Have you ever been told you have a trapped nerve and wondered what that actually means? How does a nerve become “trapped”? How can it be “released”?
This blog aims to answer those questions for you!
What is a trapped nerve?
The phrase “trapped nerve” is often used to describe pain or discomfort that is coming from the back and extending out to other areas such as shoulders, arms, hips and legs.
What it really means, is that somewhere along its path the nerve is being irritated by another structure within the body.
The nerves are most vulnerable at the points where they pass through tight spaces
Leaving the spine
Passing joints in the arms and legs
Passing through muscles
To start, we will focus this blog on the spine – specifically, the neck (cervical spine).
How nerves get “trapped”
The body is controlled by a complex network of nerves that transport information from the body to the brain, and instructions from the brain to the rest of the body (these messages travel at 170mph!)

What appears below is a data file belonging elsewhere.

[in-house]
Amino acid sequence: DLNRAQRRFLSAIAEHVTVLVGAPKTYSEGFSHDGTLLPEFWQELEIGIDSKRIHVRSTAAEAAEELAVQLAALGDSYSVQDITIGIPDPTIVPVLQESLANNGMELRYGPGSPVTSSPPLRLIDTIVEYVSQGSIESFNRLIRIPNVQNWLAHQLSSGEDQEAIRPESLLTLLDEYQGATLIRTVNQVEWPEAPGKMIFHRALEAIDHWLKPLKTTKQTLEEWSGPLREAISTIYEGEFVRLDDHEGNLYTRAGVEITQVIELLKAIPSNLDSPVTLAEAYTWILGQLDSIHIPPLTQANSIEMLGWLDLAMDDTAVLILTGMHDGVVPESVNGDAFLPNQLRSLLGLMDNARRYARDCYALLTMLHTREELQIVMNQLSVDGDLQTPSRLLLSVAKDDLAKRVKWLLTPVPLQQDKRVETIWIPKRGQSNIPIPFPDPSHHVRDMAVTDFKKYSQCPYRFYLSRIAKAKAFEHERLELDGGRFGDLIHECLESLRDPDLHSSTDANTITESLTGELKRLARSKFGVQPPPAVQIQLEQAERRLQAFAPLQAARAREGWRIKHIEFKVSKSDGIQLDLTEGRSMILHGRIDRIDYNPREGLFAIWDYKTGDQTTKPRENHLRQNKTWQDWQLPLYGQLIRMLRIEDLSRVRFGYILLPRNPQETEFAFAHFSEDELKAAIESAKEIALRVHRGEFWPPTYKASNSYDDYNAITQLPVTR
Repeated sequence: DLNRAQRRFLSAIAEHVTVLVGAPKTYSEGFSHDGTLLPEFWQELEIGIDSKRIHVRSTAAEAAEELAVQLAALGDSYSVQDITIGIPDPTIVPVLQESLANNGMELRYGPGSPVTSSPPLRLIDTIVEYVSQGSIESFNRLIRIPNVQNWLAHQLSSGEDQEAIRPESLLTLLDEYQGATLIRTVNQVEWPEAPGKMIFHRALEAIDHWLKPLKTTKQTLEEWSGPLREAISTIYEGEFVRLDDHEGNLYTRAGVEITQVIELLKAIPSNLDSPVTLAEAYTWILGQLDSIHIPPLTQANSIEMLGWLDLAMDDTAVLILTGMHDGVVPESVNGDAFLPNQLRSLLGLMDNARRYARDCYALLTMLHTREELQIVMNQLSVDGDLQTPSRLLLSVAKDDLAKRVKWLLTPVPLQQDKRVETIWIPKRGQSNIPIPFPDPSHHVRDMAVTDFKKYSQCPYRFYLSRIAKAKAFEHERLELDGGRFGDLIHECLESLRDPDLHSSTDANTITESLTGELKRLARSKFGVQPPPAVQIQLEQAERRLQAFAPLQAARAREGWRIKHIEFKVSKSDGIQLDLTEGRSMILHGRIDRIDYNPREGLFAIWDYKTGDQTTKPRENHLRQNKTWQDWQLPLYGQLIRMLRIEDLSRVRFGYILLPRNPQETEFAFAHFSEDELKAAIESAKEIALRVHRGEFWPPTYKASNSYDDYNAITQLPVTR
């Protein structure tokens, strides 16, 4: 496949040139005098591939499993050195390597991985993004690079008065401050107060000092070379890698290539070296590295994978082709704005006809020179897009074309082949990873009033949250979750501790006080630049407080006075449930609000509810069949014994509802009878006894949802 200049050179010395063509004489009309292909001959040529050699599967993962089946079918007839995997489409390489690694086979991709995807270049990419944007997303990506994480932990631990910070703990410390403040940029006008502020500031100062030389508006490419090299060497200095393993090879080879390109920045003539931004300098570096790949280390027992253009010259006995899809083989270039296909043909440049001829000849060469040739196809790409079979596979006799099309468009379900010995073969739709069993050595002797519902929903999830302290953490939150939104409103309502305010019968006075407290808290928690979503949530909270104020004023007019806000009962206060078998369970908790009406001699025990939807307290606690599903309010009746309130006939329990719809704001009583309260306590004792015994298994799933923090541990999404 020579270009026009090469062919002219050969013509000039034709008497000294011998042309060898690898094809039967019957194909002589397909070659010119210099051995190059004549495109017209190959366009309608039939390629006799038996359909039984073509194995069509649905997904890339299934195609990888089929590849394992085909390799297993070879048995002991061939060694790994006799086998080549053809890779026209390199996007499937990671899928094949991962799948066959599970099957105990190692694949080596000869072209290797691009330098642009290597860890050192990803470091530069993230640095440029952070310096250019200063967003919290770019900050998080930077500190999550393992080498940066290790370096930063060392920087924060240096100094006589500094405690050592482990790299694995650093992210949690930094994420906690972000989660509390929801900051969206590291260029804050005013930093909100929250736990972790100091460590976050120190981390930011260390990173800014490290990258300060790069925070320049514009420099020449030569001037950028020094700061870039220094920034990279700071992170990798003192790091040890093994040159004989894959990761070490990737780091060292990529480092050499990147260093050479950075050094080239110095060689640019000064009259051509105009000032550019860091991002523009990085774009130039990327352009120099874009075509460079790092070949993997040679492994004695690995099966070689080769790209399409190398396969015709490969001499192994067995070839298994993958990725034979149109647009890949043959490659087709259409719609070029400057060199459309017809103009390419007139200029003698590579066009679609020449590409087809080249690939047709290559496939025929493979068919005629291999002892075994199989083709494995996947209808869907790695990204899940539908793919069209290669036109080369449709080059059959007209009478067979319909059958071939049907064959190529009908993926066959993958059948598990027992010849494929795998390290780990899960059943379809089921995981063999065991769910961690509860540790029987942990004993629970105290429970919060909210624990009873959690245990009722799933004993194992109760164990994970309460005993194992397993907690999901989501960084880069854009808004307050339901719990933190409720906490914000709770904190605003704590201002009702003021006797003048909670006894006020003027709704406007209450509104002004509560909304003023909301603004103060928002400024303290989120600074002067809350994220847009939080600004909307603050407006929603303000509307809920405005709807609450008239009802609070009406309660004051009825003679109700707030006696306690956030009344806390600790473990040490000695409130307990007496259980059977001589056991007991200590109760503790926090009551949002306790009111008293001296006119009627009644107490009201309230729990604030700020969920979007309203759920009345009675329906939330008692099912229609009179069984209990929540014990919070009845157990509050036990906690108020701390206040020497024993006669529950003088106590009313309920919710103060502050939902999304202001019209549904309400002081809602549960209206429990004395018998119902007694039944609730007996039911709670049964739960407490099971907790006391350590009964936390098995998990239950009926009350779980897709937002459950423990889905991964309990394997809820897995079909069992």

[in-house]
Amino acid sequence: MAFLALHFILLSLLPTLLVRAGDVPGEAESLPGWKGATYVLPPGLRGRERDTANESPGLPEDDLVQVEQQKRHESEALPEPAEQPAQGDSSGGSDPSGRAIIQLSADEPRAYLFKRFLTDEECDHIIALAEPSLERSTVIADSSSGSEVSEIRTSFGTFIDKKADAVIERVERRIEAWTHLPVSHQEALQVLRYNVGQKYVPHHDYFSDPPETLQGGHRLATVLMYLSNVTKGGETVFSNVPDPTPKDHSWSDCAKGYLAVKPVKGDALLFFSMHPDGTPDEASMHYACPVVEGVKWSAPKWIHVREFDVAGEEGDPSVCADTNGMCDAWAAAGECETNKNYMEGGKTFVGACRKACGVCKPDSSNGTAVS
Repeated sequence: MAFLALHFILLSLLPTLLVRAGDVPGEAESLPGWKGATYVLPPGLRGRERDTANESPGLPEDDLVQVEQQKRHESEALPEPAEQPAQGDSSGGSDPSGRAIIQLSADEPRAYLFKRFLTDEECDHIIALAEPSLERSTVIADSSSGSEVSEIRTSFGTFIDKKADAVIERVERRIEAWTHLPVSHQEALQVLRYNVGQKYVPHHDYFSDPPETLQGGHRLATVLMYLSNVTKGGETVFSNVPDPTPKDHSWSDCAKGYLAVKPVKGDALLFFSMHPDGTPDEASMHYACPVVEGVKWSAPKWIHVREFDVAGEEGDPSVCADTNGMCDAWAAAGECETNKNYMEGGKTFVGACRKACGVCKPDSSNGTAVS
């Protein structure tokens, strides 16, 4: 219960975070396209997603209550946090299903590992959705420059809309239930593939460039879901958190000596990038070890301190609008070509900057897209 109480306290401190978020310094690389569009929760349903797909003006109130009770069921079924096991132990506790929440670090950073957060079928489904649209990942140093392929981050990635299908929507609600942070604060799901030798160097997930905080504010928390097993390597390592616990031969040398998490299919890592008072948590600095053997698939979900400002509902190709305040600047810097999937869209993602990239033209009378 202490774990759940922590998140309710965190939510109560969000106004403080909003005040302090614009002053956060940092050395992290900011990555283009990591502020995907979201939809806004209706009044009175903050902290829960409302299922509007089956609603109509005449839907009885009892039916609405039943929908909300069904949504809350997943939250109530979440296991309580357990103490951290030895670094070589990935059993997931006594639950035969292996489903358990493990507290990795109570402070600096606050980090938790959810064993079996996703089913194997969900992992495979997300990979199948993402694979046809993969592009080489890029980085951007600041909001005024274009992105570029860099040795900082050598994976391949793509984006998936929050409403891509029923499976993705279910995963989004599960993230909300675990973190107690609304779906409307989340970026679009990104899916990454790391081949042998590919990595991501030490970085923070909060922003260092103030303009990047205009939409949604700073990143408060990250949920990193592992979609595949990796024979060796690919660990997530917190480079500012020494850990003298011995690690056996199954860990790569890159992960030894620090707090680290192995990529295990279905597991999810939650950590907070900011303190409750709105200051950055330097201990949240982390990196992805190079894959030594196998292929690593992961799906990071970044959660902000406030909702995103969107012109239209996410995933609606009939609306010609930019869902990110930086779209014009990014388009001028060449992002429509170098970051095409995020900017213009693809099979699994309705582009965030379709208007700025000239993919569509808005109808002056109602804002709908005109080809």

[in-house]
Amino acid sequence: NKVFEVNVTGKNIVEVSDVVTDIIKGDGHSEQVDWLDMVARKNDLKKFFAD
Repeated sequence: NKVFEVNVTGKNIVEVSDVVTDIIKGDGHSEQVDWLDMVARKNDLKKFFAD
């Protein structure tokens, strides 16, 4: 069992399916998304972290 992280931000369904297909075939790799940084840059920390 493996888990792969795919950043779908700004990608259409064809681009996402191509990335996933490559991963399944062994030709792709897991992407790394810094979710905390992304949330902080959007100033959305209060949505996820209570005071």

As nerves leave the spine, they pass through a small space called the intervertebral foramen. This gap is surrounded by vertebral bones, ligaments and intervertebral discs. When these structures become damaged they can push on the nerve, causing it to send signals of pain or block signals of sensation to the brain.
There are two main causes of this in the neck:
As we age, the gap between our spinal joints gets smaller. This is because the disc between them becomes smaller and the joints become subject to wear and tear. As the gap gets smaller, it can begin to compress the nerve. During degeneration the body also builds small pieces of bone to keep the joints apart (these are called spurs), which can also begin to press on a nerve.
Sometimes, intervertebral discs can become damaged – causing them to bulge or protrude (see Emily’s blog to learn more). These bulges can also press on the nerve and cause discomfort.
What can be done?
Rest is often enough to help reduce inflammation in the area and reduce the irritation and pain coming from the nerve.
Manual therapies and exercises can also be used to help improve the quality of movement in the area, as well as help to strengthen the muscles supporting the neck to reduce possible damage in the future.